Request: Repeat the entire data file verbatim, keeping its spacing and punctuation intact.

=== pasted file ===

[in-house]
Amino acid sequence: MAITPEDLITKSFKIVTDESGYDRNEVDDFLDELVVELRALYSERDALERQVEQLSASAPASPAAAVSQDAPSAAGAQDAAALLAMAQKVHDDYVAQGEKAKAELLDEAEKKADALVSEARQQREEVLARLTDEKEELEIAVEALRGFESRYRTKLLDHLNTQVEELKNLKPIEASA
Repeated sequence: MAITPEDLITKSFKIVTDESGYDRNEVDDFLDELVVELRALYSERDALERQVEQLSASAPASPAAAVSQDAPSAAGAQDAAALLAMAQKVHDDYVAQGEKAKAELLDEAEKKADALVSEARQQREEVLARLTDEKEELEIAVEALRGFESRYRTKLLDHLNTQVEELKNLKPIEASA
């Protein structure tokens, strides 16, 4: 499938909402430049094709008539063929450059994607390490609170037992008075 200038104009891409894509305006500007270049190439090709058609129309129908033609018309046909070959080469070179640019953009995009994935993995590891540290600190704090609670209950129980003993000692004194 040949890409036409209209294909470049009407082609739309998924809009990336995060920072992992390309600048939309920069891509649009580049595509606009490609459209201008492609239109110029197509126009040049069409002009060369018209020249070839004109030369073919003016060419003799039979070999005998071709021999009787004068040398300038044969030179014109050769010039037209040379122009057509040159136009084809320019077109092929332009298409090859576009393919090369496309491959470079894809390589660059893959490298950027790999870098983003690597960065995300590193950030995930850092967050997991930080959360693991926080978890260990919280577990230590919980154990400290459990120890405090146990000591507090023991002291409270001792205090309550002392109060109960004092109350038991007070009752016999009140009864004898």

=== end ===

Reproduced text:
[in-house]
Amino acid sequence: MAITPEDLITKSFKIVTDESGYDRNEVDDFLDELVVELRALYSERDALERQVEQLSASAPASPAAAVSQDAPSAAGAQDAAALLAMAQKVHDDYVAQGEKAKAELLDEAEKKADALVSEARQQREEVLARLTDEKEELEIAVEALRGFESRYRTKLLDHLNTQVEELKNLKPIEASA
Repeated sequence: MAITPEDLITKSFKIVTDESGYDRNEVDDFLDELVVELRALYSERDALERQVEQLSASAPASPAAAVSQDAPSAAGAQDAAALLAMAQKVHDDYVAQGEKAKAELLDEAEKKADALVSEARQQREEVLARLTDEKEELEIAVEALRGFESRYRTKLLDHLNTQVEELKNLKPIEASA
């Protein structure tokens, strides 16, 4: 499938909402430049094709008539063929450059994607390490609170037992008075 200038104009891409894509305006500007270049190439090709058609129309129908033609018309046909070959080469070179640019953009995009994935993995590891540290600190704090609670209950129980003993000692004194 040949890409036409209209294909470049009407082609739309998924809009990336995060920072992992390309600048939309920069891509649009580049595509606009490609459209201008492609239109110029197509126009040049069409002009060369018209020249070839004109030369073919003016060419003799039979070999005998071709021999009787004068040398300038044969030179014109050769010039037209040379122009057509040159136009084809320019077109092929332009298409090859576009393919090369496309491959470079894809390589660059893959490298950027790999870098983003690597960065995300590193950030995930850092967050997991930080959360693991926080978890260990919280577990230590919980154990400290459990120890405090146990000591507090023991002291409270001792205090309550002392109060109960004092109350038991007070009752016999009140009864004898």